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Strawberries in Light Syrup ~ The Berry Saga Continues…

March 19, 2011

Preserving fruits whole is a great way to savour their natural flavours.  We love peaches in light syrup and the pears always get eaten too quickly.  So, while we are surrounded by juicy, sweet, ripe strawberries we thought we would try preserving them whole.

The process of preserving fruits in a sugar syrup is really simple and depending on the type of fruit you choose  it can be simply a matter of washing the fruit, poking it a few times and covering in a boiling syrup that consists of nothing more than water and sugar.  Plums are the easiest but we find that when it comes to whole fruits all of the recipes are straightforward and quick.   This is a great place for new canners to begin. 


  • 16 cups strawberries ~ tops removed (select berries that are similar in size and on the smaller side)
  • 2 1/2 cups sugar
  1. Wash strawberries well and remove stems.
  2. Place strawberries and sugar in a large stainless steel saucepan and stir gently until all of the berries are well coated.  Cover and set aside in a cool place for approximately 5 hours.
  3. Prepare for water bath canning.
  4. Heat berry and sugar mixture over medium low heat stirring gently to be sure not to break apart the berries.  The sugar will dissolve, turning into the syrupy liquid that will cover the finished product and the berries should be heated through.  Note: you want to make sure that the berries are warm right through this will help to prevent fruit float.
  5. Remove from heat and using a slotted spoon fill hot sterilized jars with strawberries.  Ladle hot liquid into each jar, leaving 1/2″ headspace.  Remove air bubbles and adjust headspace if necessary by adding more hot liquid.  Note: if you do not have enough of the sugary liquid you can add boiling water. 
  6. Wipe rims with a damp paper towel.  Center lid on jar and screw band down to finger tip tight.
  7. Process 500mL jars for 10 minutes and 1L jars for 15 minutes in a boiling hot water bath.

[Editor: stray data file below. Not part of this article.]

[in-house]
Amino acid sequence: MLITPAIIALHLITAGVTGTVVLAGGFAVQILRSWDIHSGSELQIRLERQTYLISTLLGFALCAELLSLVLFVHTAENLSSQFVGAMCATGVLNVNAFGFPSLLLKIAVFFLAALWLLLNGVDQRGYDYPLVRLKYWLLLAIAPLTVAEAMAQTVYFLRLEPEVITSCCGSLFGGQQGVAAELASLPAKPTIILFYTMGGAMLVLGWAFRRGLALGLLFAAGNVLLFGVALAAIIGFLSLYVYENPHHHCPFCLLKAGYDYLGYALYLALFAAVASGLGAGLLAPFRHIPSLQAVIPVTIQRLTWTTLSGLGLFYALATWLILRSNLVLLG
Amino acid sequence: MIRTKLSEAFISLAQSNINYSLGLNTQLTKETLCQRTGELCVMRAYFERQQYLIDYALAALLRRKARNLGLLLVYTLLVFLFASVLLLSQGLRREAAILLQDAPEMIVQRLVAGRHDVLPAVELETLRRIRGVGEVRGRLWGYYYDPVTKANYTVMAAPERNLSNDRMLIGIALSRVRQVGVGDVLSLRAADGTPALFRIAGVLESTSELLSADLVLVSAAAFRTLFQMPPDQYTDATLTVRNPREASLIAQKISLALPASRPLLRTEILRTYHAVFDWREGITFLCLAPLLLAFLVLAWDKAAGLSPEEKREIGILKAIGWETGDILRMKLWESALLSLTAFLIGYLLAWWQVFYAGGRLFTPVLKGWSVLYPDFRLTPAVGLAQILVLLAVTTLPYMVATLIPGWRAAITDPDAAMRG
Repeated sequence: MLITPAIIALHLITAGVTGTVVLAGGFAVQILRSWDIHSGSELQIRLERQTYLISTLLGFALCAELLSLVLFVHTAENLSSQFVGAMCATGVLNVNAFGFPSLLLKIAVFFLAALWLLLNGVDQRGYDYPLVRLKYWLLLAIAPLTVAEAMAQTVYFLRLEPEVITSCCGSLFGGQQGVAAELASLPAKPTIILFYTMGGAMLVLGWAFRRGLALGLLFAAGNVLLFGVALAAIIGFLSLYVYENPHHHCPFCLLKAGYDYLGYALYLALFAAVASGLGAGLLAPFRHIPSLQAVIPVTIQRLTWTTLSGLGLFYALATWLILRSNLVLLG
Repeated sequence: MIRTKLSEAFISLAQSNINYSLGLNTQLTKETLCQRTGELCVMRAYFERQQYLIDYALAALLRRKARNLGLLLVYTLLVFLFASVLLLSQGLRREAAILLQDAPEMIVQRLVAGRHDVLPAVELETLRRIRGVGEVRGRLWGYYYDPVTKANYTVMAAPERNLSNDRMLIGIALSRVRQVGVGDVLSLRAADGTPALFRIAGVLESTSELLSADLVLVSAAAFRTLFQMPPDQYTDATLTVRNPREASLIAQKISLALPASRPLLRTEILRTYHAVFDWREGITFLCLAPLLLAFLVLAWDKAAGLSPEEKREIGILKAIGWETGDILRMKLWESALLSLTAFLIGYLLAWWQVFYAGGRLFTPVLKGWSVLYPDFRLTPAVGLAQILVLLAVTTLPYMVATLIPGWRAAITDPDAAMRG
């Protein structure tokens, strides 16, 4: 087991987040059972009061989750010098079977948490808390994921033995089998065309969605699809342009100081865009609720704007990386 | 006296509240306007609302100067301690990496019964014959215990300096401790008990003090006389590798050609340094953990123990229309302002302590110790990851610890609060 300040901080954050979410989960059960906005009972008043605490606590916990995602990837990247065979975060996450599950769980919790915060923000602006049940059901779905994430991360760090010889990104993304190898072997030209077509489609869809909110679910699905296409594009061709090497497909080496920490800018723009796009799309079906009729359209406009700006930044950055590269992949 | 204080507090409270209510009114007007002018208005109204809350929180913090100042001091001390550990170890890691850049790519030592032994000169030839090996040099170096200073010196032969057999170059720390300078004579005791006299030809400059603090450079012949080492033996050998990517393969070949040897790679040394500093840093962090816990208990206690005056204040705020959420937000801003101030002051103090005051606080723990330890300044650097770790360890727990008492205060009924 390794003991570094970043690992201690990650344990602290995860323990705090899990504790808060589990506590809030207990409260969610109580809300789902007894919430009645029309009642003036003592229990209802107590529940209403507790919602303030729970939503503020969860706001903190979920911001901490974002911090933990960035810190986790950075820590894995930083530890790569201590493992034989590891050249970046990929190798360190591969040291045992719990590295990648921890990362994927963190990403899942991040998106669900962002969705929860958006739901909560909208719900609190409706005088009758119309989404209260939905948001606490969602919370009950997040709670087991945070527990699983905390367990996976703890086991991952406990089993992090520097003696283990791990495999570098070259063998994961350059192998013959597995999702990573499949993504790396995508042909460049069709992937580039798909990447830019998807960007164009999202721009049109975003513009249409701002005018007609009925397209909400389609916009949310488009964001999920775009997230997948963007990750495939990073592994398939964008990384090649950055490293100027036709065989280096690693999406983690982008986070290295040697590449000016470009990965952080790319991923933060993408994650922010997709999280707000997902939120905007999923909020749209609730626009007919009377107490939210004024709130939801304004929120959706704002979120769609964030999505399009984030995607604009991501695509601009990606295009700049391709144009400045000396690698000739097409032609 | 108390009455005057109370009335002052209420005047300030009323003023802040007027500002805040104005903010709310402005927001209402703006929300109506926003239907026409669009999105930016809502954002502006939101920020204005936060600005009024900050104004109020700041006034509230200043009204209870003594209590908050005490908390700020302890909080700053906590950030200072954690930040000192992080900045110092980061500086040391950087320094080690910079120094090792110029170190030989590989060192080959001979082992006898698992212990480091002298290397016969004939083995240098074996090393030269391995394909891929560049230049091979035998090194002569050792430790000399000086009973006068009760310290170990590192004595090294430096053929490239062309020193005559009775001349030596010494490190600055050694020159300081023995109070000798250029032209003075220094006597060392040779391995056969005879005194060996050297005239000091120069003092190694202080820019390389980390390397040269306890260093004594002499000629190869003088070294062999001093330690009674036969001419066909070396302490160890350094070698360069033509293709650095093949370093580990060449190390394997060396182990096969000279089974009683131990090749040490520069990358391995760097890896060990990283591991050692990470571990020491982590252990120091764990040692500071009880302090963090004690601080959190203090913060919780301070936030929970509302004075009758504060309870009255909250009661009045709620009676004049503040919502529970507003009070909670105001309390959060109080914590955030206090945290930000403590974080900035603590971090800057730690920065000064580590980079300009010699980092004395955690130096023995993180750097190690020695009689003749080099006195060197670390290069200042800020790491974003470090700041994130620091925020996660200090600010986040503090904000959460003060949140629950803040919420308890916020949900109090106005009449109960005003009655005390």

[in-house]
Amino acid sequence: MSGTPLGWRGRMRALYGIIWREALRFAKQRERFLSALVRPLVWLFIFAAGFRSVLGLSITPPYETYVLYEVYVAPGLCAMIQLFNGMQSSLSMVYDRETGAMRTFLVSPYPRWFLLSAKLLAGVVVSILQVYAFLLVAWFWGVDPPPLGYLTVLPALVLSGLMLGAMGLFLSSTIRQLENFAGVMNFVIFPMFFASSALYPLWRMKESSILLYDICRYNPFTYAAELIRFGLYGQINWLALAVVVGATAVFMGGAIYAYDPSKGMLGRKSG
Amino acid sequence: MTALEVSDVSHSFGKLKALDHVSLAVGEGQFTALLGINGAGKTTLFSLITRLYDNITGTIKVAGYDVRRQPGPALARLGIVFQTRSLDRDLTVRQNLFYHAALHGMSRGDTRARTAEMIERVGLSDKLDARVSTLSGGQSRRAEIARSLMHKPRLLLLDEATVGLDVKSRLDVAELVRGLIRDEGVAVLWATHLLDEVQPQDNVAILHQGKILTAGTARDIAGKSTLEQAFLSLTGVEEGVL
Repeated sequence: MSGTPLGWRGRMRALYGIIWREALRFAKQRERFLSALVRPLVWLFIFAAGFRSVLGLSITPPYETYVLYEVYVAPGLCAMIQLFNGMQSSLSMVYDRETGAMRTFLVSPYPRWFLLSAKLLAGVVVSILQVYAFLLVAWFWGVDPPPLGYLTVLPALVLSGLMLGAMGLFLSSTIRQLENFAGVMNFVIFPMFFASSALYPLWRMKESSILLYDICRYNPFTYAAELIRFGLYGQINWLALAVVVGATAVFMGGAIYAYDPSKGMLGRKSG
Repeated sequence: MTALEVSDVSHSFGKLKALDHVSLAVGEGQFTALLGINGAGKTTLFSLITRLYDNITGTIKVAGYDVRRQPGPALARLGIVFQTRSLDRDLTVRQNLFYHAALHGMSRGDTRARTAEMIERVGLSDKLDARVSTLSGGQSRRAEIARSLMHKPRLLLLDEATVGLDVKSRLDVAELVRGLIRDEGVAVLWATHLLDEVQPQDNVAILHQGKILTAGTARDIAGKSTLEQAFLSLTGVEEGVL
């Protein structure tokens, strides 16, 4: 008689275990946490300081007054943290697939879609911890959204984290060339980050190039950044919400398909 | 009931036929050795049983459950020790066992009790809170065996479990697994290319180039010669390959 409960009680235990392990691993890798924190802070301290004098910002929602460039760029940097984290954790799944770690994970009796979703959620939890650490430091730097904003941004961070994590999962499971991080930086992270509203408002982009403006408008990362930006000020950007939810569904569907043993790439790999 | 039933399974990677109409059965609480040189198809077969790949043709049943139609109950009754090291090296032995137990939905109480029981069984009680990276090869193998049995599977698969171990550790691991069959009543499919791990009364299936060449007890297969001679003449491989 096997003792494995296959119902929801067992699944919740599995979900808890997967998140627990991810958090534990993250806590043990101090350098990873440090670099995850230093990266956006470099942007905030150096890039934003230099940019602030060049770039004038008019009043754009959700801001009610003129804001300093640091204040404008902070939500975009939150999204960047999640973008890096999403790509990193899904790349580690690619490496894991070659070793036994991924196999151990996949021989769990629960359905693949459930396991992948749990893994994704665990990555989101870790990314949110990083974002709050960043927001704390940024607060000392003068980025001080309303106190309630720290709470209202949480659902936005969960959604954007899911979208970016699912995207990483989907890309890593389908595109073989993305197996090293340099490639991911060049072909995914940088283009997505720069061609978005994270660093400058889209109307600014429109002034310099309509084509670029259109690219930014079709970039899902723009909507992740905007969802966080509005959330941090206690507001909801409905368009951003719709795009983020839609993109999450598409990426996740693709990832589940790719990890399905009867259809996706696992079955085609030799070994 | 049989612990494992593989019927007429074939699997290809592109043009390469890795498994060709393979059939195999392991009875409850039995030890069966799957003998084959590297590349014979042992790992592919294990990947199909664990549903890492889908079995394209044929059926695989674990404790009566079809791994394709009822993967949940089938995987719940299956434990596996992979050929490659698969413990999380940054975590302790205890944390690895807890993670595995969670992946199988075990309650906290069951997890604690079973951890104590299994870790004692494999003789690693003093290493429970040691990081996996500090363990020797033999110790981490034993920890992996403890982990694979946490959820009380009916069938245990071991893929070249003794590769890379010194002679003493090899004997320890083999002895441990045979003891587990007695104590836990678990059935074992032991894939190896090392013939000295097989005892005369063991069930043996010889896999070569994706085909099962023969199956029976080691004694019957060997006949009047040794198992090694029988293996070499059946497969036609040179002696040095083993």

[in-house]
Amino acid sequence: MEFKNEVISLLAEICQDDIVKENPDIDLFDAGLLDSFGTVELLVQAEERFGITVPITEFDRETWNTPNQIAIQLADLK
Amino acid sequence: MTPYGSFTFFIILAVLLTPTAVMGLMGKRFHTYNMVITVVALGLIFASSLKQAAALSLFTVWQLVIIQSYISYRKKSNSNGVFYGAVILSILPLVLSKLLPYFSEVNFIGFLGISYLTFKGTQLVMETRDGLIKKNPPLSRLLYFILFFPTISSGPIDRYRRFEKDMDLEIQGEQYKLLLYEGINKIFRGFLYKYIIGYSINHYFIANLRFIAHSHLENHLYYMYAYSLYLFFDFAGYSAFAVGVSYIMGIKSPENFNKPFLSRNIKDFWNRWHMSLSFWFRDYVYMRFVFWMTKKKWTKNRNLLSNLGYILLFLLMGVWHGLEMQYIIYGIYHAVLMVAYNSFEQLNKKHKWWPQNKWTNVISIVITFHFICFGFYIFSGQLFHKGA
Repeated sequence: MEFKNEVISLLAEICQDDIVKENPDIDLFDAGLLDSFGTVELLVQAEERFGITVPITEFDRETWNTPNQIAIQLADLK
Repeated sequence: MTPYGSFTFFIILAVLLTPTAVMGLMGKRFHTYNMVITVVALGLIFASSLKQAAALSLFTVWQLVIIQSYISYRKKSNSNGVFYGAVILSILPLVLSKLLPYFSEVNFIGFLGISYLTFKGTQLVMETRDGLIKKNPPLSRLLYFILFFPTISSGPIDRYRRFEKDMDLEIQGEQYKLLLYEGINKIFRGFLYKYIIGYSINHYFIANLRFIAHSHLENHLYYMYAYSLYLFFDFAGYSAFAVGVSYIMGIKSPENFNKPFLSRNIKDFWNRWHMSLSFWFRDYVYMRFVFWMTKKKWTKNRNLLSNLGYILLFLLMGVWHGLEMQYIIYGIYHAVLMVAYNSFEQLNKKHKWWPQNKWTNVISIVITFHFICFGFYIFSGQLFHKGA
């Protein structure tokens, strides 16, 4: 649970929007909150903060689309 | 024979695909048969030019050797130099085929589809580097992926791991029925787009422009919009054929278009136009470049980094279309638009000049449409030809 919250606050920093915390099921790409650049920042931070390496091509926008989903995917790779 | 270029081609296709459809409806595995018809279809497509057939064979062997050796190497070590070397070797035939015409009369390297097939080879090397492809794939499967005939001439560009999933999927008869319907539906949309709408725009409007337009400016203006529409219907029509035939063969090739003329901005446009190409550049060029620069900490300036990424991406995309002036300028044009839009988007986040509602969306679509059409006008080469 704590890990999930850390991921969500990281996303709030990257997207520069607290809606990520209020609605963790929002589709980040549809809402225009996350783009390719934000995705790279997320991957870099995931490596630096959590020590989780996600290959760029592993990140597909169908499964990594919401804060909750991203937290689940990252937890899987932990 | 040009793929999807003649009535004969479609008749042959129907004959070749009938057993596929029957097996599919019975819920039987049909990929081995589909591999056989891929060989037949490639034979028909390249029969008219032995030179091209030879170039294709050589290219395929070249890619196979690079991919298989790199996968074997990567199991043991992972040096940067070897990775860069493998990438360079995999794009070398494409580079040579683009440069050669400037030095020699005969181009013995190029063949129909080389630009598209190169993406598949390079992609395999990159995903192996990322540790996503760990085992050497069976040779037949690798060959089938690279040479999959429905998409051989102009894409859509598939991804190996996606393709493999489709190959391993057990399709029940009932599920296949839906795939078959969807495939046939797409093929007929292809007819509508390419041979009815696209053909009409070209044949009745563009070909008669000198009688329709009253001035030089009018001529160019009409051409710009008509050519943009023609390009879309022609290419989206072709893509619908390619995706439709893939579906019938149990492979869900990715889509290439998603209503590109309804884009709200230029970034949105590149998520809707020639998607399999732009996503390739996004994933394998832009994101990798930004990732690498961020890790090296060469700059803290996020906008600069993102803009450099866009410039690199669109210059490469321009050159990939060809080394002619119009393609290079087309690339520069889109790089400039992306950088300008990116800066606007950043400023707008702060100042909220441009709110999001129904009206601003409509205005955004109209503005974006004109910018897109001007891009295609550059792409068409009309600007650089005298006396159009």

8. Remove lid and wait 5 minutes before removing the jars.  Note:  leaving the jars in the hot water bath rather than removing them quickly will help to prevent siphoning.  Siphoning commonly occurs when there is a rapid change in temperature. 
  9. Let cool, check seals, label, and store.

This was our first time preserving strawberries whole and we’ll admit we were not convinced that they would taste great.  In fact, our strawberries floated slightly in the jars and their colour is faded.  So before packing them up to take back home to Canada we decided to crack a jar and give them a taste.  Mmmm…they’re good and despite their appearance in the jar we will be making these red little beauties again!  Easy and delicious…it doesn’t get better than that.

Put up Total:

  • 2 x 500mL Weck Tulip Jars
  • 2 x 1 L Weck Tulip Jars
6 Comments leave one →
  1. newgem permalink
    March 19, 2011 5:39 pm

    We love strawberries too! Check out our strawberry wrap!

  2. March 20, 2011 12:45 am

    Our strawberry plants will be going into year 2. I’ll have to remember this recipe if we have an abundance of strawberries.

  3. Brooke - in Oregon permalink
    March 20, 2011 9:56 am

    I dream of strawberries! lol I did not know about the Siphoning thing, great tip, thanks

  4. March 27, 2011 10:01 pm

    Mmm, these look delicious. It sounds like you came up with a winner.

  5. Rachel Mac permalink
    July 3, 2012 5:21 pm

    Quick question about sugar and preserving…. Does sugar have preservative qualities or is it more for taste, and to aid in jelling? I want to make preserved cut up/ mashed berries, and don’t care if it forms a more tradition jam thickness, but am nervous about cutting back on the sugar in recipes in case that’s not safe. Most jam recipes I’ve found have as much sugar as berries, or almost as much, and use pectin. If I don’t care about the thickness of the finished product, can I go through the same steps as jam, but use 1 cup sugar for 8 cups berries (or something low like that), no pectin, and still be safe? Thanks for any advice.

    • July 7, 2012 9:41 am

      Yes, sugar does have preservation qualities. Lots of people do cut back the sugar…half the amount of sugar to fruit is a good rule of thumb. You can substitue honey or maple syrup for white cane sugar. Fruit that is low in pectine needs some kind of add to reach the set point…using lemon juice (high in pectin) is a great way to achieve this and will reduce cooking time which helps to preserve the natural flavours of the fruit. Hope this helps.

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